New Paintings - Cadogan Contemporary
This was the first exhibition featuring what Sargy Mann referred to as his ‘New Paintings’.
Sargy by Daniel Day Lewis.
(Introduction to exhibition catalogue)
Sargy’s painting makes me hungry. The gorgeously sensual works of his new exhibition are edible. I am greedy for them, gorging on image after image. I want more and more, and as I reach the last one I am still ravenous and impatient to start all over again. It’s a reflex, perhaps, in response to his fierce, youthful relish for the paint itself. Just as he wakens to the celebration of other worlds, so am I awoken by him to wonder at his discoveries. There is a freedom in his work, which only one with a supreme mastery of structure, light and color could ever afford. Whatever he owes to other influences and to the rigors of his own technique has long since been digested and paid for.
After the moving, intimate simplicity of the Frances paintings (though there are also a number of beautiful ones here), Sargy, in a gesture of astonishing boldness, has conjured scenes of immensely complex space and depth, a world populated by figures engaged, it seems, in mysterious interplay. There is a fascinating tension between the familiar gaiety of his palette and the solemnity of these visions; between the looseness of his painting and the precision of his composition. This quality of Sargy’s work was never more striking. These pictures evoke the strange, transitional state between dream and consciousness. In his majestic canvases, ‘Infinity Pool I’ and ‘Infinity Pool II’, the figures seem to move slowly, like sun-dazed sleepwalkers, through air thick with heat, or they lounge and slump, heavy with inertia. Each player is stranded at the centre of their own story, each utterly absorbed in their tasks, preoccupations, and themselves. They mostly appear to be unmindful of each other, or if attempting to, not quite managing to communicate. These people are connected only through the painter. They seem to reflect the isolation, intensity and sensuality of the painter and of the process of creativity itself. Time is suspended.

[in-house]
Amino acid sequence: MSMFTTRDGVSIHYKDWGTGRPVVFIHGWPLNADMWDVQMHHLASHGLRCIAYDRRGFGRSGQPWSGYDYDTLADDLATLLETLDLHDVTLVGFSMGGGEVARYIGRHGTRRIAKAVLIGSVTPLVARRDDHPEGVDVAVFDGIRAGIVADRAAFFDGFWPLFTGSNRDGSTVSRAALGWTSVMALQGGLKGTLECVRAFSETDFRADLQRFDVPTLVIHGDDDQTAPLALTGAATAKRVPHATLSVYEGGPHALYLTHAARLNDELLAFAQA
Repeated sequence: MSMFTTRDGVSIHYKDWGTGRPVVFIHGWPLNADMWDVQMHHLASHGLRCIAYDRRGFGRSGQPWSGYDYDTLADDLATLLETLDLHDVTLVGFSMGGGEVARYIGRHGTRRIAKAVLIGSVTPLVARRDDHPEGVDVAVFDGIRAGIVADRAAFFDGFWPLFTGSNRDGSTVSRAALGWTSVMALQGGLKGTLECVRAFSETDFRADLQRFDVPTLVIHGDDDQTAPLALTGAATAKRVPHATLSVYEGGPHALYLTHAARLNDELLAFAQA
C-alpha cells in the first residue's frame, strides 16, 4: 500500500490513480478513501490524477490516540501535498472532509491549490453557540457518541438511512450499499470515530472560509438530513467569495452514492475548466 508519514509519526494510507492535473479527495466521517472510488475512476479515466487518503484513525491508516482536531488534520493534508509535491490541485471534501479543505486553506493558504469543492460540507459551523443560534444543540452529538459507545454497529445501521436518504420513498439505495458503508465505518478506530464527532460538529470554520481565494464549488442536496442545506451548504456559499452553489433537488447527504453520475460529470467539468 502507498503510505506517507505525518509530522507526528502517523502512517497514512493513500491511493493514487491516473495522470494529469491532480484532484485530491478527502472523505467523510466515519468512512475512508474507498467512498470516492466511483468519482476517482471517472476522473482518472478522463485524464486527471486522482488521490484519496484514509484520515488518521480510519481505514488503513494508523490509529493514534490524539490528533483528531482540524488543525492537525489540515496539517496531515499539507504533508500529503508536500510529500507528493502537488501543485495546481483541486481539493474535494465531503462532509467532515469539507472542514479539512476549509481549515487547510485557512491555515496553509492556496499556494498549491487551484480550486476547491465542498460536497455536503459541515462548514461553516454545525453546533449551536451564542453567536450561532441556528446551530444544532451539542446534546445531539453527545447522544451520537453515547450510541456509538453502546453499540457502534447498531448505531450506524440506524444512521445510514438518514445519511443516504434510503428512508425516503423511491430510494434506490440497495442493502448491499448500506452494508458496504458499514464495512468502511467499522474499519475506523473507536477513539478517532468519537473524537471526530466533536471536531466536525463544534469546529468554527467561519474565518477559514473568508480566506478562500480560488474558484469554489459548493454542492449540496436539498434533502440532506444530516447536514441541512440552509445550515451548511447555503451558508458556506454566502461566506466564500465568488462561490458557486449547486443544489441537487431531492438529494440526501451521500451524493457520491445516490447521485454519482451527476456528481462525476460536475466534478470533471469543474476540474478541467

How I long to see the jazz rhythms of Sargy’s hands laying down wash after translucent wash, line and punctuation as these images deepen and develop. The light is often blindingly white, sometimes deep and rich with an earlier or later sun or the refuge of the shade. The crazy angles and flash bulb white in “Frances at the Top of the Stairs”; the nude so ingeniously fleshed, immersed and luxuriating in her bath of light and her aloneness in ‘Standing Nude, after Bonnard’.
Nearly forty years ago, I lived under the same roof as Sargy. I remember so well his vigour and sense of purpose as he set out for a day of painting. Box and boards, a long stride, eyes aglitter. I looked forward to the fisherman’s return, which was never empty-handed. I was fascinated, perhaps even a little envious, of his quiet, optimistic self-containment, not having yet discovered the vital marriage of love, hard work, and discipline myself. He just got on with it. I loved his pictures then. His work was delightful and no less self-assured, but since that time his world has darkened and then flooded with light and joy. It has gained in depth and mystery. His visual honesty now swims on a current of imaginative and emotional honesty. I think after many years of placing himself in the shadow of his master, with no loss of modesty he now dares to stand in the light. The well-spring of imagination is no longer held at bay like a delicious sin but flows through him and his brushes. His forms have such weight and impeccable perspective, and yet they’ve been urgently summoned with spells of pigment-infused vapor. Nothing is careless; all is apparently carefree. The vibrating tonal blues, roses and yellows, purples and greens, whites and blacks– these are fibers of living matter applied in line, latticework, scribble, slash and stab, laid on and dripped. Is the painter observing himself in a dazzling white suit and hat as he appears from below, stage left, in ‘Café by the Sea, Girls in Green?’ Or upstage centre in ‘Infinity Pool I’? Fully artist and subject, master and pupil, the source of all this beauty is himself and the full depth of himself.
Daniel Day Lewis, 2010